hw12a' - HW#12a Note: numbers used in solution steps are...

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HW#12a Note: numbers used in solution steps are different from your WebAssign values. Page 1 of 3 Problem 1, Inside the boat with the person are several blocks of wood. Suppose the person now throws the blocks of wood into the pool. (a) Does the boat float higher, lower, or at the same level relative to the water? higher Key: The boat is now carrying a reduced weight. It needs less buoyant force, hence it displace less water. Therefore, it floats higher relative to the water. (b) Does the water level in the pool increase, decrease, or stay the same? stay the same Key: Because wood floats, before and after throwing the wood out, the weight of the total displaced water (=the buoyant force) is always equal to the total weight of the boat, person and wood. Hence the total displaced (occupied) water volume do not change. Or, you can say that he water level in the pool remains the same because the blocks of wood displace the same amount of water whether they are in the boat or in the water. In either case, they are floating, so that they displace a volume of water with a weight equal to their weight. If a piece of stone was thrown out, it is different. In part a, the boat will raise a lot and displace much less water. For part b, however, the stone will sink and not displace as much water. When it is inside the boat, the water volume displaced due to the stone was much larger than the stone’s volume. When it is outside the boat, the water volume it displaces is only equal to the stone’s volume. When the stone is out of the boat, the weight of the total displaced water (= the total buoyant force on boat and stone) is less than the total weight of the boat, and stone. The total displaced (occupied) water volume decreased and water level will drop. Problem 2. An airtight box has a removable (massless) lid of area 2 ·10 -2 m 2 . A lid is placed on it while it is on top of a mountain (where P atm = 0.87 ·10 5 Pa). It is then taken to sea level, where P atm = 1.013·10 5 Pa. How much force will be required to remove the lid? N (How would you do this if the lid had mass, and this value was given?) Solution.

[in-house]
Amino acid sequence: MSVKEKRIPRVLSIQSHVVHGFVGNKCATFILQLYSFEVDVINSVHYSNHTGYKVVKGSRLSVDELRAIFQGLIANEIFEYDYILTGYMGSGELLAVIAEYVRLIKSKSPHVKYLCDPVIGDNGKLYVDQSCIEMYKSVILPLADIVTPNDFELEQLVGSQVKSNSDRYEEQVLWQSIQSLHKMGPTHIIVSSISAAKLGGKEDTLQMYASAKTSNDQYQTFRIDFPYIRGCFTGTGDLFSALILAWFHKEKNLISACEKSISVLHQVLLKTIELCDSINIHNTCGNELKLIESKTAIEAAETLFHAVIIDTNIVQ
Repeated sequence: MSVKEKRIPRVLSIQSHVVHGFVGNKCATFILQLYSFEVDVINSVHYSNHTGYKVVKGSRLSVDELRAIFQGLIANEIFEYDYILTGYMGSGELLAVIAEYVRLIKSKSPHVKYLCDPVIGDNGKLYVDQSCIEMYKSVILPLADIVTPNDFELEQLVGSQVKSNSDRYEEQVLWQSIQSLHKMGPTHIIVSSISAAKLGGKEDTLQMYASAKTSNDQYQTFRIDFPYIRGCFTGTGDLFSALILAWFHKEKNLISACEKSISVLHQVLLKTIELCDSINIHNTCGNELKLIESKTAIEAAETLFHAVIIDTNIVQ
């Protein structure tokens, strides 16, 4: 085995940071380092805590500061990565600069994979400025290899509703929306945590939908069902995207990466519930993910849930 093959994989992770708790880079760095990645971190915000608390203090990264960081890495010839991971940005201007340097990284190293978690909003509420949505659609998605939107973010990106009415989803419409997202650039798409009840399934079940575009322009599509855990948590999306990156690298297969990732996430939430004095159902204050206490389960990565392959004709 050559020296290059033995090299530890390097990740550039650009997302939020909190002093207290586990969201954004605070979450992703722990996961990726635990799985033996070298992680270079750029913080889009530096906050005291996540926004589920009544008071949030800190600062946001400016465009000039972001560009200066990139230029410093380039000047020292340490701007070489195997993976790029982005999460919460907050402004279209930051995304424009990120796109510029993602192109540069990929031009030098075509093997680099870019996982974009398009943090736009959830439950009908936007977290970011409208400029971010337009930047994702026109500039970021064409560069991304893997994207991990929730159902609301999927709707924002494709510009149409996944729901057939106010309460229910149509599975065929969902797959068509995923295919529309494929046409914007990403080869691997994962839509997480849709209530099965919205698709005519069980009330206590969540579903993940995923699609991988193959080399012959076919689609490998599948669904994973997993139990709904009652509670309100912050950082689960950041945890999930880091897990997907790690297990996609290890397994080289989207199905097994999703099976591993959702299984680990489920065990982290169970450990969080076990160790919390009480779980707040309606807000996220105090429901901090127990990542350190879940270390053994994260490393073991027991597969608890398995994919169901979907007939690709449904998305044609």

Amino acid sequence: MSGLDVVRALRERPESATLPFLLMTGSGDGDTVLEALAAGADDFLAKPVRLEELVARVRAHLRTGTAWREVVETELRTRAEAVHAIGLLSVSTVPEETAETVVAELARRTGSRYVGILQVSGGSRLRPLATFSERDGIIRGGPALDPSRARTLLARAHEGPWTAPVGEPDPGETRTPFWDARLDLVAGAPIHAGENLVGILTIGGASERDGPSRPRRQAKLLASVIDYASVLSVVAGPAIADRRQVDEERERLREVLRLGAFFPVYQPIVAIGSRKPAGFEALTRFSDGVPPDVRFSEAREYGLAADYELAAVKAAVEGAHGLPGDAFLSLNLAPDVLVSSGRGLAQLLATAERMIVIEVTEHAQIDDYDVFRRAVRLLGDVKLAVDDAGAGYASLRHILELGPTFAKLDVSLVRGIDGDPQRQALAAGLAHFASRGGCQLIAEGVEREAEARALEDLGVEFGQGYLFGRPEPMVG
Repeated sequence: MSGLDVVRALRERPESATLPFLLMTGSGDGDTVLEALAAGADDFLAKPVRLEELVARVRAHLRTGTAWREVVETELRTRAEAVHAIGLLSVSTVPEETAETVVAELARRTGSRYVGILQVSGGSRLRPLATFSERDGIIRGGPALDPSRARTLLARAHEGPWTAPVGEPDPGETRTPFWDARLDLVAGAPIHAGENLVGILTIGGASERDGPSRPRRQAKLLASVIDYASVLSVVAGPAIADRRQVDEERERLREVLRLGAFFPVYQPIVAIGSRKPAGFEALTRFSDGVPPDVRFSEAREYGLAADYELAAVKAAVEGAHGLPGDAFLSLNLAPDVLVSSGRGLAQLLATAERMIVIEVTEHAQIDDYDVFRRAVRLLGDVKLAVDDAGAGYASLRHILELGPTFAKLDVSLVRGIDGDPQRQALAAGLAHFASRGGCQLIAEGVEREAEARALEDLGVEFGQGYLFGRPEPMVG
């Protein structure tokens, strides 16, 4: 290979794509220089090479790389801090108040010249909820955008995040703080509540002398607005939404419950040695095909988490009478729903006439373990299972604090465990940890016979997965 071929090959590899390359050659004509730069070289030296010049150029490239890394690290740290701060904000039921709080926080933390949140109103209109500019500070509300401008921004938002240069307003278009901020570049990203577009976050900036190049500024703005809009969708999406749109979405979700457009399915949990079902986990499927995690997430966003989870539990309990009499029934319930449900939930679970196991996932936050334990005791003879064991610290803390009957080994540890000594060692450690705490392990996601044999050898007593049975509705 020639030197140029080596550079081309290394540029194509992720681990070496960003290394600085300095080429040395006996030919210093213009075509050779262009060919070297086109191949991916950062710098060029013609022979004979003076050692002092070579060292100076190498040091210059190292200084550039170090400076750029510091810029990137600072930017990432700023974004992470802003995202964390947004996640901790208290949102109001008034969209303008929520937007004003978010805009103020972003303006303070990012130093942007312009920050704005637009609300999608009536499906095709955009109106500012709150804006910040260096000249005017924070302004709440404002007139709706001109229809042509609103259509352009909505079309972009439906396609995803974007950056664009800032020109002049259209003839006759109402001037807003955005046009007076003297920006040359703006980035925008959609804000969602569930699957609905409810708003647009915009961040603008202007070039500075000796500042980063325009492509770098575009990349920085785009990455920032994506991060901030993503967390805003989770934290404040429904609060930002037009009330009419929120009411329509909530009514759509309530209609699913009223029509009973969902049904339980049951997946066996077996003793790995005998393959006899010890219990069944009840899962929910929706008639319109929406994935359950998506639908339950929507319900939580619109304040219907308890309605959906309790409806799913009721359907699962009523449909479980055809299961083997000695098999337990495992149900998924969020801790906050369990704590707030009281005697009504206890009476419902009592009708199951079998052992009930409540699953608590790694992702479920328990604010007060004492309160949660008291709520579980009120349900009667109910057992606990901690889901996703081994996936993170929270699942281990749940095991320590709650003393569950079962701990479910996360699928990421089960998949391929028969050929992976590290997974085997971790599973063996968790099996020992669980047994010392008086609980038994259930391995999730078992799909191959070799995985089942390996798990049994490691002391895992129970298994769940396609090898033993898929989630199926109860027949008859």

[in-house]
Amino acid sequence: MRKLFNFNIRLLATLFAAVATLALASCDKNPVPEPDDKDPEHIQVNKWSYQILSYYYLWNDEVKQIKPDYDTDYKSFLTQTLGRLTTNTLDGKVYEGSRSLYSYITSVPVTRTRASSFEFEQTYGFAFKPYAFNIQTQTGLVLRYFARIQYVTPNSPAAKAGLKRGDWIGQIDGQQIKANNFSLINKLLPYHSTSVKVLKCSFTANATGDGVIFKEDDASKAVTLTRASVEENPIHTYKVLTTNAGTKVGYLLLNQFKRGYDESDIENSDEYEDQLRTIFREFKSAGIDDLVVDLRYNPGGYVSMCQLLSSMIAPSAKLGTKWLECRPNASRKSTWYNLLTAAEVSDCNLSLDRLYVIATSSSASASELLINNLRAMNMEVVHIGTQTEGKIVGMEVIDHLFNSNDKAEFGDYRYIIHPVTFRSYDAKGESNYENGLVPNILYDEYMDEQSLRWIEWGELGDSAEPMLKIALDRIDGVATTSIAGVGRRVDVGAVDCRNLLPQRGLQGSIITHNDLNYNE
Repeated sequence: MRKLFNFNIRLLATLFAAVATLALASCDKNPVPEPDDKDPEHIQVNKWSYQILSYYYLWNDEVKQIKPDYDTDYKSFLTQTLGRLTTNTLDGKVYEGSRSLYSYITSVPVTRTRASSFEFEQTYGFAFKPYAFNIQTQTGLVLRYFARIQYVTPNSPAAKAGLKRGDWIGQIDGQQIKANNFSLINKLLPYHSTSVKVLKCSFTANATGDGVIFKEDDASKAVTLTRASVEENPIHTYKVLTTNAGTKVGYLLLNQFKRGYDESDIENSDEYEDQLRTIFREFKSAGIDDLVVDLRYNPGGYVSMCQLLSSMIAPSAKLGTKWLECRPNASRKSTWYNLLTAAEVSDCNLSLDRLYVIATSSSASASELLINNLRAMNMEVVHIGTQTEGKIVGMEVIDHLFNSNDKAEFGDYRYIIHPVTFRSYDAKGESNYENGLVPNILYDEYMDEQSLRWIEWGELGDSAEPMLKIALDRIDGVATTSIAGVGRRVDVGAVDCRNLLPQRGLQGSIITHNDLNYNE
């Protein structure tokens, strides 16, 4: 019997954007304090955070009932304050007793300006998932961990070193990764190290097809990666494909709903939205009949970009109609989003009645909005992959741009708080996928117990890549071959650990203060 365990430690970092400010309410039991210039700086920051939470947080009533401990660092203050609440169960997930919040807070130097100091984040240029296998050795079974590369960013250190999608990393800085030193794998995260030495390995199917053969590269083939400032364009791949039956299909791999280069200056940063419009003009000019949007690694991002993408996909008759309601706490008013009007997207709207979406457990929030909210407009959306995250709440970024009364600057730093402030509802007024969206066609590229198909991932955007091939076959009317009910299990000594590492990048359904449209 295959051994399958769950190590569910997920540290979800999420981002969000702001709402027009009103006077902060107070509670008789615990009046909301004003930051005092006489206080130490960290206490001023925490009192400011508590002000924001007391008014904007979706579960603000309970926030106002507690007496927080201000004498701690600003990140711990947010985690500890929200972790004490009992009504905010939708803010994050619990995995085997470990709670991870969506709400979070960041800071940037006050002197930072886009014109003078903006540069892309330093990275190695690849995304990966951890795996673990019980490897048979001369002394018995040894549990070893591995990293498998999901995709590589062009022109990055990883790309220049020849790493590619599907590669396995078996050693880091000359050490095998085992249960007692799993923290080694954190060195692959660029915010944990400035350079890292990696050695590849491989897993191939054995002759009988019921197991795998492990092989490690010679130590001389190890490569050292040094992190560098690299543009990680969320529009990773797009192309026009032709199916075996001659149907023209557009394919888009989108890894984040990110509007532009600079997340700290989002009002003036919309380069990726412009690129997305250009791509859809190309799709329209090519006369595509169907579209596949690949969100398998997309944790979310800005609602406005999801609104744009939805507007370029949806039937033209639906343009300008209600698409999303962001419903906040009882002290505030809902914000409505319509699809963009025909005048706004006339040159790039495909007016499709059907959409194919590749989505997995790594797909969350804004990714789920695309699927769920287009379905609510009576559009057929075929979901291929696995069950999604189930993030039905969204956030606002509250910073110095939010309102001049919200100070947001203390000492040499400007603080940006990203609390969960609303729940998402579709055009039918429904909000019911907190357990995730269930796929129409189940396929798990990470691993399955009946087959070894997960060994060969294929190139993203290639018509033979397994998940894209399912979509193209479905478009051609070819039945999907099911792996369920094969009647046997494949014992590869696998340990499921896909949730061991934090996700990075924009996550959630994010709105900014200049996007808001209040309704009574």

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This note was uploaded on 08/25/2010 for the course PHYS 111 taught by Professor Jamesm.lockhart during the Spring '09 term at S.F. State.

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hw12a' - HW#12a Note: numbers used in solution steps are...

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